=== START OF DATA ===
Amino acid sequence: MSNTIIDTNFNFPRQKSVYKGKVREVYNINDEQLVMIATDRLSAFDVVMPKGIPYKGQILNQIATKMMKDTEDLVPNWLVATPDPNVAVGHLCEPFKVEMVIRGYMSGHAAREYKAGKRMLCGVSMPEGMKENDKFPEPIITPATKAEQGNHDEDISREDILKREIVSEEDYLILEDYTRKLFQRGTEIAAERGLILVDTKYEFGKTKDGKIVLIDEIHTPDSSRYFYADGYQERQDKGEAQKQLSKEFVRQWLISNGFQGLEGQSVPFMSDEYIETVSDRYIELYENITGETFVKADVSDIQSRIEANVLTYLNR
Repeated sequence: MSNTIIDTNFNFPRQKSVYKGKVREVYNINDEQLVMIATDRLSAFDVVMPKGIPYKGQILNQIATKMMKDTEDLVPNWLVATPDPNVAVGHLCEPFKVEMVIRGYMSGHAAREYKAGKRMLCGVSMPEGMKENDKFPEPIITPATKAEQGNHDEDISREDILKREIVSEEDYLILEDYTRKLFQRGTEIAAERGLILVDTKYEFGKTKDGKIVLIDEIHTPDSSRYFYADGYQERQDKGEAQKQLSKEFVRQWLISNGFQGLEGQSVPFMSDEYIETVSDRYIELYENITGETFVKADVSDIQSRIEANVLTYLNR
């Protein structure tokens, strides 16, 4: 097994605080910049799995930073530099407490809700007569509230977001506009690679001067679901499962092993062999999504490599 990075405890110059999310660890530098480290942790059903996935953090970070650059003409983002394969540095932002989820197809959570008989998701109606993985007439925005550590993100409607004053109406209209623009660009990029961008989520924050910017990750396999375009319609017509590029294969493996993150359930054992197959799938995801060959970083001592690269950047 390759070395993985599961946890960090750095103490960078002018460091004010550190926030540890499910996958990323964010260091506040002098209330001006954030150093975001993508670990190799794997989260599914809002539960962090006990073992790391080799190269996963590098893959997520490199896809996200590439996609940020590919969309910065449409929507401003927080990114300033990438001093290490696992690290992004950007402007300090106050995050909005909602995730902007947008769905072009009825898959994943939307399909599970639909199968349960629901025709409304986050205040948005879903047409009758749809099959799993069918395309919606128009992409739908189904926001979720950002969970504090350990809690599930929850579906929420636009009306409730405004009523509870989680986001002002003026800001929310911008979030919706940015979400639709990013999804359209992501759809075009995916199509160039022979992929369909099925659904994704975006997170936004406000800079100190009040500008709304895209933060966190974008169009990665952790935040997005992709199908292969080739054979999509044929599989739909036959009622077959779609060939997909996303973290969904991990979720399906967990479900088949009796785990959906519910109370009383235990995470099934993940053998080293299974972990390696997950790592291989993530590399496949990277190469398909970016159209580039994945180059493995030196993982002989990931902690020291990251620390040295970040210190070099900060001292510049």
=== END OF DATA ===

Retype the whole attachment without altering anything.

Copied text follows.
Amino acid sequence: MSNTIIDTNFNFPRQKSVYKGKVREVYNINDEQLVMIATDRLSAFDVVMPKGIPYKGQILNQIATKMMKDTEDLVPNWLVATPDPNVAVGHLCEPFKVEMVIRGYMSGHAAREYKAGKRMLCGVSMPEGMKENDKFPEPIITPATKAEQGNHDEDISREDILKREIVSEEDYLILEDYTRKLFQRGTEIAAERGLILVDTKYEFGKTKDGKIVLIDEIHTPDSSRYFYADGYQERQDKGEAQKQLSKEFVRQWLISNGFQGLEGQSVPFMSDEYIETVSDRYIELYENITGETFVKADVSDIQSRIEANVLTYLNR
Repeated sequence: MSNTIIDTNFNFPRQKSVYKGKVREVYNINDEQLVMIATDRLSAFDVVMPKGIPYKGQILNQIATKMMKDTEDLVPNWLVATPDPNVAVGHLCEPFKVEMVIRGYMSGHAAREYKAGKRMLCGVSMPEGMKENDKFPEPIITPATKAEQGNHDEDISREDILKREIVSEEDYLILEDYTRKLFQRGTEIAAERGLILVDTKYEFGKTKDGKIVLIDEIHTPDSSRYFYADGYQERQDKGEAQKQLSKEFVRQWLISNGFQGLEGQSVPFMSDEYIETVSDRYIELYENITGETFVKADVSDIQSRIEANVLTYLNR
């Protein structure tokens, strides 16, 4: 097994605080910049799995930073530099407490809700007569509230977001506009690679001067679901499962092993062999999504490599 990075405890110059999310660890530098480290942790059903996935953090970070650059003409983002394969540095932002989820197809959570008989998701109606993985007439925005550590993100409607004053109406209209623009660009990029961008989520924050910017990750396999375009319609017509590029294969493996993150359930054992197959799938995801060959970083001592690269950047 390759070395993985599961946890960090750095103490960078002018460091004010550190926030540890499910996958990323964010260091506040002098209330001006954030150093975001993508670990190799794997989260599914809002539960962090006990073992790391080799190269996963590098893959997520490199896809996200590439996609940020590919969309910065449409929507401003927080990114300033990438001093290490696992690290992004950007402007300090106050995050909005909602995730902007947008769905072009009825898959994943939307399909599970639909199968349960629901025709409304986050205040948005879903047409009758749809099959799993069918395309919606128009992409739908189904926001979720950002969970504090350990809690599930929850579906929420636009009306409730405004009523509870989680986001002002003026800001929310911008979030919706940015979400639709990013999804359209992501759809075009995916199509160039022979992929369909099925659904994704975006997170936004406000800079100190009040500008709304895209933060966190974008169009990665952790935040997005992709199908292969080739054979999509044929599989739909036959009622077959779609060939997909996303973290969904991990979720399906967990479900088949009796785990959906519910109370009383235990995470099934993940053998080293299974972990390696997950790592291989993530590399496949990277190469398909970016159209580039994945180059493995030196993982002989990931902690020291990251620390040295970040210190070099900060001292510049």